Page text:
Stellar



posted on Oct, 28 2006 @ 02:04 AM
link   
Feigining weakness by testing new weapons is ok.. but the test was a con job nonetheless



posted on Oct, 28 2006 @ 09:46 AM
link   

Originally posted by StellarX
Countries with these weapons in operation can easily afford to feign weakness and test new weapons as and when it suits them.


So they never have an actual failure? Gee Willikers Batman. Now when a US test does not work out all I have to do is say "Feigning weakness boys, nothing to see here, move along".


[edit on 28-10-2006 by WestPoint23]



posted on Oct, 28 2006 @ 11:16 AM
link   

Originally posted by WestPoint23
I fail to see how launching a SLBM and having it go off course in a standard flight profile shortly after launch is pushing the bounds? Anyway, this is the second failure for the Bulava, another one failed in early September.

Link
Neither of us know the causes of the failures, but the missiles in question are undoubtedly cutting edge stuff. Among the claimed features:
* evasive maneuvering
* mid-course countermeasures and decoys
* warhead fully shielded against both physical and EMP damage including nuclear blasts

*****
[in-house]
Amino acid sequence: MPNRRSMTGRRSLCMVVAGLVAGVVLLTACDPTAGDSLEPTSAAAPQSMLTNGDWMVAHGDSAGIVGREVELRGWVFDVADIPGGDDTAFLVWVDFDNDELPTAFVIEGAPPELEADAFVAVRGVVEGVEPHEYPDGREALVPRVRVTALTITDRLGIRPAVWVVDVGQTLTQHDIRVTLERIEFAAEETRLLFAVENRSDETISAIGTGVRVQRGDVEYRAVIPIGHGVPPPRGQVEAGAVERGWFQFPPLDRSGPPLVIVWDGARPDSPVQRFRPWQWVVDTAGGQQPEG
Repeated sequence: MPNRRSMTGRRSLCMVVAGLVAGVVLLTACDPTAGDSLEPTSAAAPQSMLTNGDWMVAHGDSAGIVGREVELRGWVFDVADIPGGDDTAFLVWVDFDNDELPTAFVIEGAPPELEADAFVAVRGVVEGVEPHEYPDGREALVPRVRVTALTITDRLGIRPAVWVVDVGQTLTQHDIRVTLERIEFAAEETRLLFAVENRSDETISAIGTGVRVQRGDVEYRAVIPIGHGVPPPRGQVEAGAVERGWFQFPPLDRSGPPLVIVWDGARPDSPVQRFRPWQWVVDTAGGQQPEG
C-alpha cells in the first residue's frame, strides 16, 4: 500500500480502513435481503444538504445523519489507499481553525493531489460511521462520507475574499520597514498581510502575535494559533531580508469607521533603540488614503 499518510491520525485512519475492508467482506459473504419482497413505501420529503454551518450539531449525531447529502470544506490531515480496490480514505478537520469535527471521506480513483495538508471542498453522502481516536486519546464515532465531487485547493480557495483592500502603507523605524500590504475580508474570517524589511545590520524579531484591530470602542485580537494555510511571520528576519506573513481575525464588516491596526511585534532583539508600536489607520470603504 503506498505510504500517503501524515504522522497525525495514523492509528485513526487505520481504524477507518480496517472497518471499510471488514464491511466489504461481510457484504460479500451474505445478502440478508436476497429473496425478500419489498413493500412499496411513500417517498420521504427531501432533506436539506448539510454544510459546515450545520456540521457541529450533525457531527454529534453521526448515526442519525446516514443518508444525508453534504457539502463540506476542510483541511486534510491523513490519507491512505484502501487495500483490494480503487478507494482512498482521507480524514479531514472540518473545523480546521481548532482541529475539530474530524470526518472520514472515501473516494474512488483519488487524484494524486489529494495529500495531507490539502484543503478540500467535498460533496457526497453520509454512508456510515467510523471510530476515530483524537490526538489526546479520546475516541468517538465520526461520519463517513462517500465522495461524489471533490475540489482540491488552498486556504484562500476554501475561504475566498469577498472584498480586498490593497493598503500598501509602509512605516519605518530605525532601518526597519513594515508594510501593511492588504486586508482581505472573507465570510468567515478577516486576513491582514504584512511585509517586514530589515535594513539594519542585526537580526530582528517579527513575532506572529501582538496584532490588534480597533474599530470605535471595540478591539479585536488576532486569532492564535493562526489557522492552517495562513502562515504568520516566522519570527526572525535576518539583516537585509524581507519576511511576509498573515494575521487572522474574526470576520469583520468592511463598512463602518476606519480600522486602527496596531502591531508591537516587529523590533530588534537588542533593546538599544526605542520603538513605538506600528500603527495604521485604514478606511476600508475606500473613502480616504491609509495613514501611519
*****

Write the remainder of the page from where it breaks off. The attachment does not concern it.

These missiles are essentially designed to raise the bar for America's missile defence efforts.

I'm not bothered whether these are better/worse than your beloved American nuclear weapons, but it seems reasonab.e to expect/allow some minor setbacks in persuit of such cutting edge technology.



posted on Oct, 28 2006 @ 11:29 AM
link   

Originally posted by planeman
Neither of us know the causes of the failures, but the missiles in question are undoubtedly cutting edge stuff. Among the claimed features:
* evasive maneuvering
* mid-course countermeasures and decoys
* warhead fully shielded against both physical and EMP damage including nuclear blasts


Besides the maneuvering, nothing there should be considered "cutting edge", this is Russia after all, not North Korea.


Originally posted by planeman
These missiles are essentially designed to raise the bar for America's missile defence efforts.


If our efforts were aimed at Russia in the first place that is.


Originally posted by planeman
I'm not bothered whether these are better/worse than your beloved American nuclear weapons, but it seems reasonab.e to expect/allow some minor setbacks in persuit of such cutting edge technology.


Neither am I, and you'll notice I never brought up the topic of US nuclear weapons or their capabilities. I also wonder how willing you would be in categorizing two consecutive launch failures in the US ABM program as "minor setbacks"?